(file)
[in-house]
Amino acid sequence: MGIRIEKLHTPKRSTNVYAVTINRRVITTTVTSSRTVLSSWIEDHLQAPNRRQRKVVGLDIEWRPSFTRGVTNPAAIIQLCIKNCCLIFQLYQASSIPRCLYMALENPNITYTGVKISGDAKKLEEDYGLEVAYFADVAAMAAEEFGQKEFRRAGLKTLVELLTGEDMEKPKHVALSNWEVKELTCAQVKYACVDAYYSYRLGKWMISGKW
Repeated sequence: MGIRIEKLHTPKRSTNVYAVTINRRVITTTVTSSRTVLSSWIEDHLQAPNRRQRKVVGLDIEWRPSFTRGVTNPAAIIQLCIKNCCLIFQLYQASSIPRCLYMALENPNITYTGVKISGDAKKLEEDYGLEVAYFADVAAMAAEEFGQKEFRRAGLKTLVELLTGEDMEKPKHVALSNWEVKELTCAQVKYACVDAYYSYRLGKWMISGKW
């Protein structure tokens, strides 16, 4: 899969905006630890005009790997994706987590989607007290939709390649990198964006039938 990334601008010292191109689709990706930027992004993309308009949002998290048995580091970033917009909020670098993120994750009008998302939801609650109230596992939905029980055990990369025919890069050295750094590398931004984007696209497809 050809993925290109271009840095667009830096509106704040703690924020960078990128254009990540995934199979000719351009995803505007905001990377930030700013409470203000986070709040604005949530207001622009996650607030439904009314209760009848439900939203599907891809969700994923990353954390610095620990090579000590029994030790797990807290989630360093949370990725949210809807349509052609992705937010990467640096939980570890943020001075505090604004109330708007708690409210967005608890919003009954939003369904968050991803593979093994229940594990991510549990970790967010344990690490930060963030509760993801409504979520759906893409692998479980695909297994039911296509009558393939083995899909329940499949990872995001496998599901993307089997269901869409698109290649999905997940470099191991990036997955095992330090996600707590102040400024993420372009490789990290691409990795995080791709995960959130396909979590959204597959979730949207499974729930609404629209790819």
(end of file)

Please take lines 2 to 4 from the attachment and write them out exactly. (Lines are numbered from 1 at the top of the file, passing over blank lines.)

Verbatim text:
Amino acid sequence: MGIRIEKLHTPKRSTNVYAVTINRRVITTTVTSSRTVLSSWIEDHLQAPNRRQRKVVGLDIEWRPSFTRGVTNPAAIIQLCIKNCCLIFQLYQASSIPRCLYMALENPNITYTGVKISGDAKKLEEDYGLEVAYFADVAAMAAEEFGQKEFRRAGLKTLVELLTGEDMEKPKHVALSNWEVKELTCAQVKYACVDAYYSYRLGKWMISGKW
Repeated sequence: MGIRIEKLHTPKRSTNVYAVTINRRVITTTVTSSRTVLSSWIEDHLQAPNRRQRKVVGLDIEWRPSFTRGVTNPAAIIQLCIKNCCLIFQLYQASSIPRCLYMALENPNITYTGVKISGDAKKLEEDYGLEVAYFADVAAMAAEEFGQKEFRRAGLKTLVELLTGEDMEKPKHVALSNWEVKELTCAQVKYACVDAYYSYRLGKWMISGKW
């Protein structure tokens, strides 16, 4: 899969905006630890005009790997994706987590989607007290939709390649990198964006039938 990334601008010292191109689709990706930027992004993309308009949002998290048995580091970033917009909020670098993120994750009008998302939801609650109230596992939905029980055990990369025919890069050295750094590398931004984007696209497809 050809993925290109271009840095667009830096509106704040703690924020960078990128254009990540995934199979000719351009995803505007905001990377930030700013409470203000986070709040604005949530207001622009996650607030439904009314209760009848439900939203599907891809969700994923990353954390610095620990090579000590029994030790797990807290989630360093949370990725949210809807349509052609992705937010990467640096939980570890943020001075505090604004109330708007708690409210967005608890919003009954939003369904968050991803593979093994229940594990991510549990970790967010344990690490930060963030509760993801409504979520759906893409692998479980695909297994039911296509009558393939083995899909329940499949990872995001496998599901993307089997269901869409698109290649999905997940470099191991990036997955095992330090996600707590102040400024993420372009490789990290691409990795995080791709995960959130396909979590959204597959979730949207499974729930609404629209790819």